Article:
Rami Ayyad, director of the Protestant Holy Bible Society, had been threatened to stop selling Christian religious books in the Gaza Strip.

 Christian activist slain in Hamas controlled Gaza

 

Memorial service for Rami Ayyad (Photo: Reuters)

The body of Rami Khader Ayyad, a prominent Palestinian Christian activist, was found in Hamas controlled Gaza on Sunday, October 7, 2007. Ayyad, 30, had been abducted near his home a day earlier by suspected Muslim extremists. Medical officials reported that Ayyad had been shot and stabbed repeatedly by his captors. He was the father of two small children and his wife is pregnant with their third.

Ayyad was the director of the Protestant Holy Bible Society in Gaza City. About six months ago, an explosion at the Society blew out windows and started a fire that burned shelves of Christian pamphlets and religious texts. Police stated that a bomb caused the blast.

There was no claim of responsibility for the killing of Rami Ayyad, but Gazan sources suspect a Muslim extremist group was behind the murder. Ayyad had been threatened by Islamic extremists in the past. He is reported to have received several death threats since his Protestant Bible shop was fire bombed six months ago. Sources said anonymous men have recently been threatening Ayyad, demanding he stop selling Christian religious books in the Gaza Strip.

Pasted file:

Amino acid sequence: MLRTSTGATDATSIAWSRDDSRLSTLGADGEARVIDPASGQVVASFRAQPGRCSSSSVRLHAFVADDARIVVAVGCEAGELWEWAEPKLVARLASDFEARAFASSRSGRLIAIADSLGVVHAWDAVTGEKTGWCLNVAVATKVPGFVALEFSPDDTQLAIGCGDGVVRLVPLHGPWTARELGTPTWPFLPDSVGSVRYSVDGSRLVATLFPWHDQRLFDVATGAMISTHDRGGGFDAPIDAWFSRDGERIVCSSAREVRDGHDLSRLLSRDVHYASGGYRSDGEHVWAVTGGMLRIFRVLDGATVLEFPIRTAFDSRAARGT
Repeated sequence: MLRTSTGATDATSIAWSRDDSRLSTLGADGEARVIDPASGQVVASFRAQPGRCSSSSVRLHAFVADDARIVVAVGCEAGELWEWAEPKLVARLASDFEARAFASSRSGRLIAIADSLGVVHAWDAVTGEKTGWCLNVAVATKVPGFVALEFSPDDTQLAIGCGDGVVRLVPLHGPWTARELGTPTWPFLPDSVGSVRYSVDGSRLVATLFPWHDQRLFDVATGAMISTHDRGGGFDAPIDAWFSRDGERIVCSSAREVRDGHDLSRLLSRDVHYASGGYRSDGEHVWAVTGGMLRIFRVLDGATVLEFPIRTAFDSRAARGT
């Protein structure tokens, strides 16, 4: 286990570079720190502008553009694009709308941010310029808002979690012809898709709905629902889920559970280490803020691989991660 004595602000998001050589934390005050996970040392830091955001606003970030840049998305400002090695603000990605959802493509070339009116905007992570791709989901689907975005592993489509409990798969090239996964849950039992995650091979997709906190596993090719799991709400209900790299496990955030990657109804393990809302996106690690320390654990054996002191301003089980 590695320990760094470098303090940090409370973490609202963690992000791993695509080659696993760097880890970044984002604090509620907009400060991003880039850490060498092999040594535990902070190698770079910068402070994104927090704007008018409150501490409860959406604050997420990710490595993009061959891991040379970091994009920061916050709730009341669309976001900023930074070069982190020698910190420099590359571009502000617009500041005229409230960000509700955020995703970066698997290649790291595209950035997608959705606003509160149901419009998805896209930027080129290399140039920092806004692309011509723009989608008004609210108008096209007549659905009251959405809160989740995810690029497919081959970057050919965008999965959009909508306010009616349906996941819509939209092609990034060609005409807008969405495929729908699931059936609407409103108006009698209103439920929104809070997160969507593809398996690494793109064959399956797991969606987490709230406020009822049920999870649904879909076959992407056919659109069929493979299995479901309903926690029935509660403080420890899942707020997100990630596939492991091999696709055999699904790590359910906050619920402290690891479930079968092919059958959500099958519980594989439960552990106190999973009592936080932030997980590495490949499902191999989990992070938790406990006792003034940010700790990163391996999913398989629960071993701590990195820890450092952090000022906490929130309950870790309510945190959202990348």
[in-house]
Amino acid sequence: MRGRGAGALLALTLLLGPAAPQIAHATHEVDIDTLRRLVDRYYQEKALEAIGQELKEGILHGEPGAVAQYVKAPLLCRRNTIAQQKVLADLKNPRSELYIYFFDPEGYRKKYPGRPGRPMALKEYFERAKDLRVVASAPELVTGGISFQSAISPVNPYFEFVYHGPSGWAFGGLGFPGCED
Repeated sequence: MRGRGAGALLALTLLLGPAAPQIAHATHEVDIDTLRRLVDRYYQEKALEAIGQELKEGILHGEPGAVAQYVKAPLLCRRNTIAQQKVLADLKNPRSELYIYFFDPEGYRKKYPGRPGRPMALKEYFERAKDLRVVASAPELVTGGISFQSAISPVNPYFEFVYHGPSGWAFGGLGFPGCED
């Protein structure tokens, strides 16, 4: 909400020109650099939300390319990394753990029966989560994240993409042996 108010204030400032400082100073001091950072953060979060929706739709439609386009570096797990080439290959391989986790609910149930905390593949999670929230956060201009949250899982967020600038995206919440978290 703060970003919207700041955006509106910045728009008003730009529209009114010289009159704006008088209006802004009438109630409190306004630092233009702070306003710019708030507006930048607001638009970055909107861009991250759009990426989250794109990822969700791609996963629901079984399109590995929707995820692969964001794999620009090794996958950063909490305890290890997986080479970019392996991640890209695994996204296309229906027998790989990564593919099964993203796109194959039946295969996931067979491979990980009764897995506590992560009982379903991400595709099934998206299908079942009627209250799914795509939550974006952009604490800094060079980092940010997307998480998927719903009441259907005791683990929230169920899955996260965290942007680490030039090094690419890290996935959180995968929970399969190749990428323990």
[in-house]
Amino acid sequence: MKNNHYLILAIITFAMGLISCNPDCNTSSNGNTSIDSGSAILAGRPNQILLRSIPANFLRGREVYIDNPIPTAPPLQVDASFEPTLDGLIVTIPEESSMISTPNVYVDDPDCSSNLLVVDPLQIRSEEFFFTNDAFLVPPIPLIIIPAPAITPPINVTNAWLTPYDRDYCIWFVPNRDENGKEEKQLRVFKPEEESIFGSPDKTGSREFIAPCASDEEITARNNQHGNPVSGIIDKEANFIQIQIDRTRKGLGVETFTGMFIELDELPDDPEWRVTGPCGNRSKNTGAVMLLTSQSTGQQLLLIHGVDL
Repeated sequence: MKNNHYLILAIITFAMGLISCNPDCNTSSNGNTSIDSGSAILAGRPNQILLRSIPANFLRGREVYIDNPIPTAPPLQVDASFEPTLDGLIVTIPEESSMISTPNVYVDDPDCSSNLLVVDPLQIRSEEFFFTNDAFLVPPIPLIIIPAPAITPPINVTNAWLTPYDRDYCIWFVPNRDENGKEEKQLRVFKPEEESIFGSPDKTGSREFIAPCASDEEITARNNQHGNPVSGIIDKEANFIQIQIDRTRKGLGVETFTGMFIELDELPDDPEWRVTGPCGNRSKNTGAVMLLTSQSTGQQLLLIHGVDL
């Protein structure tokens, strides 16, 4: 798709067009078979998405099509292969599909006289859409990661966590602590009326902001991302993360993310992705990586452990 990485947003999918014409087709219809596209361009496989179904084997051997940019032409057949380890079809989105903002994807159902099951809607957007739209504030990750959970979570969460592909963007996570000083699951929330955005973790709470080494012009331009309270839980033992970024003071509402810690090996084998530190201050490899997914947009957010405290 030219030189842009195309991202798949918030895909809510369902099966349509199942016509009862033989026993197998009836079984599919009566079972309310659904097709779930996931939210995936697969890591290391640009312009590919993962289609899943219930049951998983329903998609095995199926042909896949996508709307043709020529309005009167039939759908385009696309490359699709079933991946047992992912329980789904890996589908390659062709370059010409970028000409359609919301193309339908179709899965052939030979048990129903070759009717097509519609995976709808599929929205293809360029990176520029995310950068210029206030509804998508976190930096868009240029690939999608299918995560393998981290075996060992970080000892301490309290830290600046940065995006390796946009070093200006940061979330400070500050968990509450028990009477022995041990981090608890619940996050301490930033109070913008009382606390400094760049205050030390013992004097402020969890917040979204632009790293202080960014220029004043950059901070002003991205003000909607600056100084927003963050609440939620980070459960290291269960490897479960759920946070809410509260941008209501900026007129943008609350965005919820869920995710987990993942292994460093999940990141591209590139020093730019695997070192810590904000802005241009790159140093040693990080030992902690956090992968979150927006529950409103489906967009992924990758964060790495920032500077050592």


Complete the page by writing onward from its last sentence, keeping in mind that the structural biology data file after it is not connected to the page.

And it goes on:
Ayyad told friends that bearded men in a car stalked him and looked at him strangely after he locked up on Thursday. Neighbors said unknown assailants seized Ayyad on a street near his home in Gaza City on Saturday night.

Ayyad’s mother, Anisa, said her son had phoned on Saturday afternoon to tell his family he had been abducted but would be freed later in the evening. "Rami redeemed Christ with his blood. Rami redeemed the Bible with his blood," she said. Police were notified, but his body was found the next morning in the Zaytoun neighborhood of eastern Gaza City.

Up to 300 Muslims and Christians attended a memorial service for Rami Ayyad in a Greek Orthodox church in Gaza City yesterday. Ayyad was born into a Greek Orthodox family but worshipped in a Baptist congregation. In addition to running the religious bookshop, he was well known for offering financial assistance to distressed Gaza residents.

Some 3,000 Christians live among 1.5 million Muslims in the Gaza Strip, territory that Hamas seized in fighting against the secular Fatah faction in June.

Shortly after the Hamas terror organization seized control of the Gaza Strip, Christians living there appealed to the international community to protect them against increased attacks by Islamist extremists.

The appeal came following attacks on a Christian school and church in Gaza City. The Rosary Sisters School and the Latin Church were torched and looted by masked gunmen using rocket-propelled grenades. The terrorists destroyed almost everything inside. Crosses were broken, a statue of Jesus was damaged, prayer books were burnt, and computers and other equipment were destroyed. Damages were estimated at more than $500,000. Palestinian President Mahmoud Abbas said that the "barbaric" attack was the act of Hamas’ militia.